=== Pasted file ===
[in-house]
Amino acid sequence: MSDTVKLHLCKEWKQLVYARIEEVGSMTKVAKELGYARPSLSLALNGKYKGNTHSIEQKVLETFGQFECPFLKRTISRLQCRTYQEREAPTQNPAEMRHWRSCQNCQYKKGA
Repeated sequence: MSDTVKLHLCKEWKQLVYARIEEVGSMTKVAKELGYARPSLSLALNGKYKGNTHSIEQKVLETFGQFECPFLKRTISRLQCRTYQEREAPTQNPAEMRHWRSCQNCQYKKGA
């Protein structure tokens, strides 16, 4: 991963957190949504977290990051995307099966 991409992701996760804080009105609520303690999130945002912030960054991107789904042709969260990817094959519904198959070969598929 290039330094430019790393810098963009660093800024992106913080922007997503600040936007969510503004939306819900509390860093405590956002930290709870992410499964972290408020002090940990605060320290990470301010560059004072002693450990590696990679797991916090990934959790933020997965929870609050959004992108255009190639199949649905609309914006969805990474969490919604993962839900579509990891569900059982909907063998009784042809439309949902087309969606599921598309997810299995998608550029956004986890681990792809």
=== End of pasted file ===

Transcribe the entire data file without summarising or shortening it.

[in-house]
Amino acid sequence: MSDTVKLHLCKEWKQLVYARIEEVGSMTKVAKELGYARPSLSLALNGKYKGNTHSIEQKVLETFGQFECPFLKRTISRLQCRTYQEREAPTQNPAEMRHWRSCQNCQYKKGA
Repeated sequence: MSDTVKLHLCKEWKQLVYARIEEVGSMTKVAKELGYARPSLSLALNGKYKGNTHSIEQKVLETFGQFECPFLKRTISRLQCRTYQEREAPTQNPAEMRHWRSCQNCQYKKGA
């Protein structure tokens, strides 16, 4: 991963957190949504977290990051995307099966 991409992701996760804080009105609520303690999130945002912030960054991107789904042709969260990817094959519904198959070969598929 290039330094430019790393810098963009660093800024992106913080922007997503600040936007969510503004939306819900509390860093405590956002930290709870992410499964972290408020002090940990605060320290990470301010560059004072002693450990590696990679797991916090990934959790933020997965929870609050959004992108255009190639199949649905609309914006969805990474969490919604993962839900579509990891569900059982909907063998009784042809439309949902087309969606599921598309997810299995998608550029956004986890681990792809």